If the cameras weren't rolling, this would never have been an issue. Her "miserable wretchedness" would be safely out of the public eye. The tow company (itself having a checkered past) had its cameras rolling, thus displaying an ugliness we usually reserve behind closed doors. Thence, the week-long suspension, which depending on who you hear from, is either just right, too excessive, or requires a walk of shame to HR for the last paycheck and escort from the building.
When we apply shame correctly, the object of shame is humbled, and likely has an indirect effect on us not to repeat what others do. Shame as entertainment, as a way to display our own insecurities, is shallow, self-serving and wrong. Piling on with the intent of "running the person out of town" is naked mob rule, not anything remotely resembling showing the person the error of their ways in a dignified manner.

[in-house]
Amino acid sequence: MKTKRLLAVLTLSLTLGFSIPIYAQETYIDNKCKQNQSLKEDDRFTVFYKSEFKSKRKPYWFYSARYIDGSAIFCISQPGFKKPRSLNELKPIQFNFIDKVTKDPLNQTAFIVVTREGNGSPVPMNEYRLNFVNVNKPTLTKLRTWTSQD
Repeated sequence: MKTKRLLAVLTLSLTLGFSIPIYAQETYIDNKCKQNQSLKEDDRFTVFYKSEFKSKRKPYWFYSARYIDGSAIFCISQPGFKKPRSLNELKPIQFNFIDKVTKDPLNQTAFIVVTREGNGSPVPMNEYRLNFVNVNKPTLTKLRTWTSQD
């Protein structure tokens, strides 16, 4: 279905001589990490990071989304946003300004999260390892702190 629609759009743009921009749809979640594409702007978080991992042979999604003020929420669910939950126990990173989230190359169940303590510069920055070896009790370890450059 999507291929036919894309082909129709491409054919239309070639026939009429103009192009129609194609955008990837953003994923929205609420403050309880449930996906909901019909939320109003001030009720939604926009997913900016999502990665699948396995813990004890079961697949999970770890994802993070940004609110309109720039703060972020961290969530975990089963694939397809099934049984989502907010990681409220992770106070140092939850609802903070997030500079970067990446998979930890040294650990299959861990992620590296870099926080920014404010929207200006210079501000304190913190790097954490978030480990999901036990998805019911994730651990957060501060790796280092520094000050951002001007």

It could well be that she returns a better reporter. However, female reporters have managed to keep their cool even when news is jarring and emotionally wrenching. The occasional blooper, including ones that involve obscenities, have found themselves on gag reels for ages; this one where a reporter, caught unaware, dressed down someone else in an ugly fashion, may not be as quickly forgiveable.
You know that 'one weird trick' gimmick? It's pure diet spam - one that charges you $79 a month, charged directly to your credit card, for garbage pills purported to lose weight. (And good luck trying to get out of it, unless you chargeback.)
When you see breathless action words, aggressively pleading questions, outrageous claims, and so forth, you've entered the world of Clickbait English. Clickbait English is a lot like the oversimplified language in Orwell's 1984 - it condescends, appeals to the lowest common denominator, and is not meant for critical thinkers. There are no nuances, just plenty of noise.
Other times, the articles are advertorials - articles that look serious, but are paid for by other companies to shill their goods. Advertorials are slightly less sketchy versions of the 'one weird trick' gimmick, only it's done by legitimate corporations and companies. If you're reading about your health and you've just thought to yourself, "Isn't that the Cheerios pitch?" then you've just read an advertorial.
(This web post shills for nobody and is the opinion of only the blogger.)